15. Gash, V. (2008). Preference or constraint? Part-time workers’ transitions in Denmark, France and the United-Kingdom. Work, Employment and Society, 22(4), 655–674.CrossRefGoogle Scholar
  16. Gash, V., & McGinnity, F. (2007). Fixed-term contracts—The new European inequality? Comparing West Germany and France. Socio-Economic Review, 5(3), 467–496.CrossRefGoogle Scholar
  17. Gash, V., Mertens, A., & Romeu-Gordo, L. (2007). Are fixed-term jobs bad for your health? A comparison of Spain and Germany. European Societies, 9(3), 429–458.CrossRefGoogle Scholar
  18. Glass, J. (2004). Blessing or curse? Work-family policies and mother’s wage growth over time. Work and Occupations, 31(3), 367–394.CrossRefGoogle Scholar
  19. Gorgens, T. (2002). Reservation wages and working-hours for recently unemployed US women. Labour Economics, 9(1), 93–123.CrossRefGoogle Scholar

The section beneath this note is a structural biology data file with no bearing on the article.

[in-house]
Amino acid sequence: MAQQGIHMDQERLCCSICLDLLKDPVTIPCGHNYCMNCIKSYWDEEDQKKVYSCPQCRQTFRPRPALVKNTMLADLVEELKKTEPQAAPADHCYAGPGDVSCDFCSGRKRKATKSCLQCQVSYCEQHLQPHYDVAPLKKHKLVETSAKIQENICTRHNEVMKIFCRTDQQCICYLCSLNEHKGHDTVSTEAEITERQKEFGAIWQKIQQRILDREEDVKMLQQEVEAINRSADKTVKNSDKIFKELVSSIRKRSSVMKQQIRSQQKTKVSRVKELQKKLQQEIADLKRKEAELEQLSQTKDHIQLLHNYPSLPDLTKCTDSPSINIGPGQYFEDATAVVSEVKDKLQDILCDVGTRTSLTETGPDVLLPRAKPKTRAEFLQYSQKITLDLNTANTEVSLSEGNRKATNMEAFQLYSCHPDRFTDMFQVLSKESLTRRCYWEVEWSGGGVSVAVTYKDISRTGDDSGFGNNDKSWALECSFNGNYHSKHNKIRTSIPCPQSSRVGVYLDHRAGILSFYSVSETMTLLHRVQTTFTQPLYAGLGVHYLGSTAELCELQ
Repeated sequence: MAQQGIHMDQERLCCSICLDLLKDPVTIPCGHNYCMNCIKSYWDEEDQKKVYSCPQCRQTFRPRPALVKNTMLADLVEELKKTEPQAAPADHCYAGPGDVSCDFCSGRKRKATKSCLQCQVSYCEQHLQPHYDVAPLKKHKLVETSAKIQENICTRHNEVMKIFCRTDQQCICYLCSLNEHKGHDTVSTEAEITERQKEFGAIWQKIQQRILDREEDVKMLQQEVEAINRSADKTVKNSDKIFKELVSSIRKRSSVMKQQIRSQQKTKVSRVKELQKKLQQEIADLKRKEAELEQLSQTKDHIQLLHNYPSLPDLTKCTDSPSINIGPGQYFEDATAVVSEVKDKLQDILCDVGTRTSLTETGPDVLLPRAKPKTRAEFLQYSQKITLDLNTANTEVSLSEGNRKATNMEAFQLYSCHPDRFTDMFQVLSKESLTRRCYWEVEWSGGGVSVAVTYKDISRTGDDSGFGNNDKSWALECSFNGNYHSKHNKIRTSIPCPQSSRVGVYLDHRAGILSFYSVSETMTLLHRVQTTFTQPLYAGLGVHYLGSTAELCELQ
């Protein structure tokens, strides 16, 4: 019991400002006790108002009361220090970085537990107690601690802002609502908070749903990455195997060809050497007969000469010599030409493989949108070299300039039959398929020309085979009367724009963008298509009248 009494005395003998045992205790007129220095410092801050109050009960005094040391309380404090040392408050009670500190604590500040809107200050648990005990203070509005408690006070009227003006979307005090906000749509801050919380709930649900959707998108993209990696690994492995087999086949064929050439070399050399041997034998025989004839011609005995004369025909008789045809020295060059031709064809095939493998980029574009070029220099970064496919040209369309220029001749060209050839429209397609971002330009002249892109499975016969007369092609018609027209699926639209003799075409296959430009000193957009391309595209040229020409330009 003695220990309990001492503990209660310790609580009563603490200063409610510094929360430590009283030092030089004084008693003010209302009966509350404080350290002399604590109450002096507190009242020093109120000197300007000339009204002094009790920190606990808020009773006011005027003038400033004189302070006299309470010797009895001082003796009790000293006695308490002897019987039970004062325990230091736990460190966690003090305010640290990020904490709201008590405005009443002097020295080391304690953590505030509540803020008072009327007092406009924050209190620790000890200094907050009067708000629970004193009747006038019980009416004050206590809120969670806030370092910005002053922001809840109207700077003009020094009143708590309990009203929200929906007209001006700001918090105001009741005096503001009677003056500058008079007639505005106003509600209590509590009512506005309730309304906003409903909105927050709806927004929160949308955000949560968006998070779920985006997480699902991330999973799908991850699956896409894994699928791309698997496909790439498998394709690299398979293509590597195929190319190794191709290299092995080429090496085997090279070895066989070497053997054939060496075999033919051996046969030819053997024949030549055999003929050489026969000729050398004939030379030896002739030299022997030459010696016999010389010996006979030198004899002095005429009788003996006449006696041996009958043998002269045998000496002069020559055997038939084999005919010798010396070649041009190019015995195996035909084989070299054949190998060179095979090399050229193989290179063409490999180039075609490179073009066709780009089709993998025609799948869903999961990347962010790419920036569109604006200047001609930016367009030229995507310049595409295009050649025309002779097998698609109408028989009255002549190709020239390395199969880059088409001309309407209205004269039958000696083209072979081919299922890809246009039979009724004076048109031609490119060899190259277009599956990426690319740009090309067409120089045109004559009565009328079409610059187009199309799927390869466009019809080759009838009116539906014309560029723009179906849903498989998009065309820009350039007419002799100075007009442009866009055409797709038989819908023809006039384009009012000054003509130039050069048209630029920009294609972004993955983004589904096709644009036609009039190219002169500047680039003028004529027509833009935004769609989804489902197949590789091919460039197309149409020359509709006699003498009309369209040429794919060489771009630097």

20. Harkness, S., & Waldfogel, J. (2003). The family gap in pay: Evidence from seven industrialized countries. Research in Labor Economics, 22, 369–414.CrossRefGoogle Scholar
  21. Hausman, J. A. (1978). Specification tests in econometrics. Econometrica, 46, 1251–1271.CrossRefGoogle Scholar
  22. Himmelweit, S., & Sigala, M. (2005). Internal and external constraints on mothers’ employment. Journal of Social Policy, 33, 455–478.CrossRefGoogle Scholar
  23. Joshi, H., Paci, P., & Waldfogel, J. (1999). The wages of motherhood: Better or worse? Cambridge Journal of Economics, 23, 543–564.CrossRefGoogle Scholar
  24. Kenjoh, E. (2005). New mothers’ employment and public policy in the UK, Germany, the Netherlands, Sweden, and Japan. Labour, 19, 5–49.CrossRefGoogle Scholar
  25. Kilbourne, B. S., George, F., Beron, K., Weir, D., & England, P. (1994). Returns to skill compensating differentials, and gender bias: Effects of occupational characteristics on the wages of white women and men. American Journal of Sociology, 100(3), 689–719.CrossRefGoogle Scholar